1864 May 19 - 1926 November 17
Carl Ethan Akeley was born May 19, 1864 in Clarendon, New York, to Daniel and Julia Akeley. He was a taxidermist, sculptor, inventor, explorer, and naturalist. He began working for the American Museum of Natural History in 1909 and led three expeditions to Africa for the museum. In 1912, Akeley came up with the idea for the African Hall and spent his last two expeditions gathering specimens for this exhibition.
Akeley grew up on a farm in Clarendon where he attended Country School and then State Normal School in Brockport, New York. In 1882, Akeley apprenticed at Ward’s Natural Science Establishment. After taking a break to work in the shop of John Wallace for six months in 1883, Akeley returned to Ward’s where he remained for three more years, studying to meet the requirements to attend the Sheffield Scientific Institution. Akeley, overwhelmed by both work and study, however, became unable to take his examinations. However, he was approached by William Morton Wheeler, who was teaching at the Milwaukee High School, who offered to help him if he'd move west (1).
Therefore, by November 1866, Akeley was living in Milwaukee and working for the Milwaukee museum, while continuing his studies. In 1889, Akeley was listed as the taxidermist at the Public Museum in Milwaukee. Akeley lived in Milwaukee for eight years, working both for the museum and in his own shop until he was, by chance, offered a taxidermy contract by the Field Museum in Chicago after stopping there on his way to London in 1895. Akeley accepted the contracts and in 1896, he was invited by Daniel Giraud Elliot of the museum to accompany him to Africa, thus marking Akeley’s first expedition. Akeley would join Elliot for another expedition in 1898, this time to the Olympia mountains in Washington for three months to collect mammals for the Field Museum (1).
Akeley’s second expedition to Africa (1905-1906) was also for the Chicago Field Museum, wherein he secured specimens for the elephant group. Akeley worked on the elephant group until his departure from the museum. In 1909, he began working at the American Museum of Natural History and soon embarked on his third expedition to Africa, collecting large game and in particular elephants. Akeley returned home in 1911, after getting mauled by an elephant, and proposed the idea of the African Hall exhibition to the museum which was immediately approved but soon put on hold due to the war (1).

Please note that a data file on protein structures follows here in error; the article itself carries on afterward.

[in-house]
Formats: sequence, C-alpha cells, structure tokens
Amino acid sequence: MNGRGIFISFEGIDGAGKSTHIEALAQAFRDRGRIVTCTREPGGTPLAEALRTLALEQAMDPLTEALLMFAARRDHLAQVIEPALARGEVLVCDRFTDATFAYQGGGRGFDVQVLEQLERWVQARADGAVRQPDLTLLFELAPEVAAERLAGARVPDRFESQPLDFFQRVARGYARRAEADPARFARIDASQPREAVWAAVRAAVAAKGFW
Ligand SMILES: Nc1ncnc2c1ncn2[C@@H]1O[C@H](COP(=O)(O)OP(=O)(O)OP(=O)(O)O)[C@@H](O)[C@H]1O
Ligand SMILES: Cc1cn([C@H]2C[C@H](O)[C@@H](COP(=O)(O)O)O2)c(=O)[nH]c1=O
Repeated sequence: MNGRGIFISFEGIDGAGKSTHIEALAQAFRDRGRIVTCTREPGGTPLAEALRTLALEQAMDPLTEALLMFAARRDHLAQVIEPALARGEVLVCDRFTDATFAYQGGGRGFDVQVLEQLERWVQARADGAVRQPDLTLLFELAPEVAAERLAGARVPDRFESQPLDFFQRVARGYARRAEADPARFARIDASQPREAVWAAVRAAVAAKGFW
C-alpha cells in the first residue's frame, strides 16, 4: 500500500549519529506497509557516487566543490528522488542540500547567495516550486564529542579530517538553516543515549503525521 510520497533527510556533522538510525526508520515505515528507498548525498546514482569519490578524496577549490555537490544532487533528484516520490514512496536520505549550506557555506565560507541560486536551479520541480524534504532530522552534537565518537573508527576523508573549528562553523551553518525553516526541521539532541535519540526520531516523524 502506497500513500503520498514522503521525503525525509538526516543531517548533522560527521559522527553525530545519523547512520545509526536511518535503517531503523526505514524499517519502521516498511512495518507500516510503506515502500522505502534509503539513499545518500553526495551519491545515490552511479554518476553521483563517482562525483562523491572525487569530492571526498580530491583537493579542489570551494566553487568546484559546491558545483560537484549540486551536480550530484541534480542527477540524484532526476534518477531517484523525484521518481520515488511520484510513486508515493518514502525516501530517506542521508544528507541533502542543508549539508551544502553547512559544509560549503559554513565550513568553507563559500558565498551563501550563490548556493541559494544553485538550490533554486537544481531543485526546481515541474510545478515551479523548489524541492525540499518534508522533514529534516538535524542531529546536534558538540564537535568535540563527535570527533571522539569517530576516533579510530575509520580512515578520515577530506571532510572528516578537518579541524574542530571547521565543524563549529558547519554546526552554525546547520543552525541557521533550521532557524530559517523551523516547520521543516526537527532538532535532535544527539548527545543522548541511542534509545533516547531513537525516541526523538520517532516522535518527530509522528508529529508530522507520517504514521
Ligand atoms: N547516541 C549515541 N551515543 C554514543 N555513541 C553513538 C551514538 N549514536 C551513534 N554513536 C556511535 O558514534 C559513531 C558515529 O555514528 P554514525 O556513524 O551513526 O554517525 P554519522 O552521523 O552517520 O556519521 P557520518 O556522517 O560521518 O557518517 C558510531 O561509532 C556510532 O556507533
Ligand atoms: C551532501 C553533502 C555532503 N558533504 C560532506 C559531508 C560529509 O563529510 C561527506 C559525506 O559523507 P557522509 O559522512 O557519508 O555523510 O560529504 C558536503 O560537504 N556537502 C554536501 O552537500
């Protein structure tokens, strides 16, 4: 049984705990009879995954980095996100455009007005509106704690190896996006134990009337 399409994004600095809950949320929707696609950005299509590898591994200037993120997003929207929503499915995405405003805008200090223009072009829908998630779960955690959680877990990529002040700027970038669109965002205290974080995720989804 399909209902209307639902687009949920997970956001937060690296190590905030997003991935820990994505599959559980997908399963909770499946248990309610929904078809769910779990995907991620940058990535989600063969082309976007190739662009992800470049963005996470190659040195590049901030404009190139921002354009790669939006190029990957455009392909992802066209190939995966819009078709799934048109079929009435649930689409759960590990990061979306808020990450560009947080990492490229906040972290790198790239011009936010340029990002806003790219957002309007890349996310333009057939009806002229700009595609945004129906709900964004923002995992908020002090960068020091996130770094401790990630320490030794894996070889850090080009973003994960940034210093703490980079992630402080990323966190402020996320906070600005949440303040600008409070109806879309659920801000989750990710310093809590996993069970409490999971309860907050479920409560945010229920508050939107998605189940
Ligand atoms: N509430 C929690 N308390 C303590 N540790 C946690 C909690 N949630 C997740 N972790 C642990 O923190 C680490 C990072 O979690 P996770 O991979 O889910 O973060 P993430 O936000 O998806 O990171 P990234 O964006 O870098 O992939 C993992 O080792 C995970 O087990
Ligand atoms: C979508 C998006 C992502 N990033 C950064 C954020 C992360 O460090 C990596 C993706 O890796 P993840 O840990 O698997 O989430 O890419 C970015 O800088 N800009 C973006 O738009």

Akeley turned his efforts to the war, inventing items such as the cement gun while also working on his idea for a new motion picture camera, which he patented in 1915 (3). Akeley was the recipient of numerous accolades for these efforts, including the John Scott legacy medal and premium award by the Franklin Institute’s Committee of Science and Arts (1). By 1921, Akeley returned to African for his fourth expedition. His focus was completely on African Hall by this point, funding half the expense of the expedition himself (2). During this expedition Akeley visited Gorilla Mountain in Kivu District, Belgian Congo. He only spent three weeks with Gorillas but it left him thinking about plans for a Gorilla sanctuary (2). Akeley put this idea into motion by gathering up suggestions for a sanctuary and contacting his friend at the Carnegie Institution. In 1923, Akeley published In Brightest Africa, an account of his experiences in Africa thus far. By 1924, Akeley finished mounting the gorilla group for the African Hall exhibition and by 1925 his efforts for the sanctuary paid off: King Albert created by Royal Decree the Parc National Albert in the Kivu District of Belgian Congo, making it the first ever African National park. In 1926, Akeley embarked on what would be his last journey to Africa. Founded by George Eastman and Daniel Pomeroy, Akeley set sail with his wife Mary to Africa in the spring of 1926, with the intention to complete the final seven groups needed for the African Hall exhibition (2).
Akeley was married twice, first to Delia J. Denning Reiss from December 23, 1902 until their divorce in 1923 and then to Mary L. Jobe from October 18, 1924 until his death in 1926. Both wives were explorers themselves and accompanied Akeley on his expeditions. He had no children. Akeley died of a fever on November 17, 1926, in the Kivu mountains of the Belgian Congo, while on his fifth expedition to Africa. He was survived by his wife, Mary Jobe Akeley, who continued his work long after his death.
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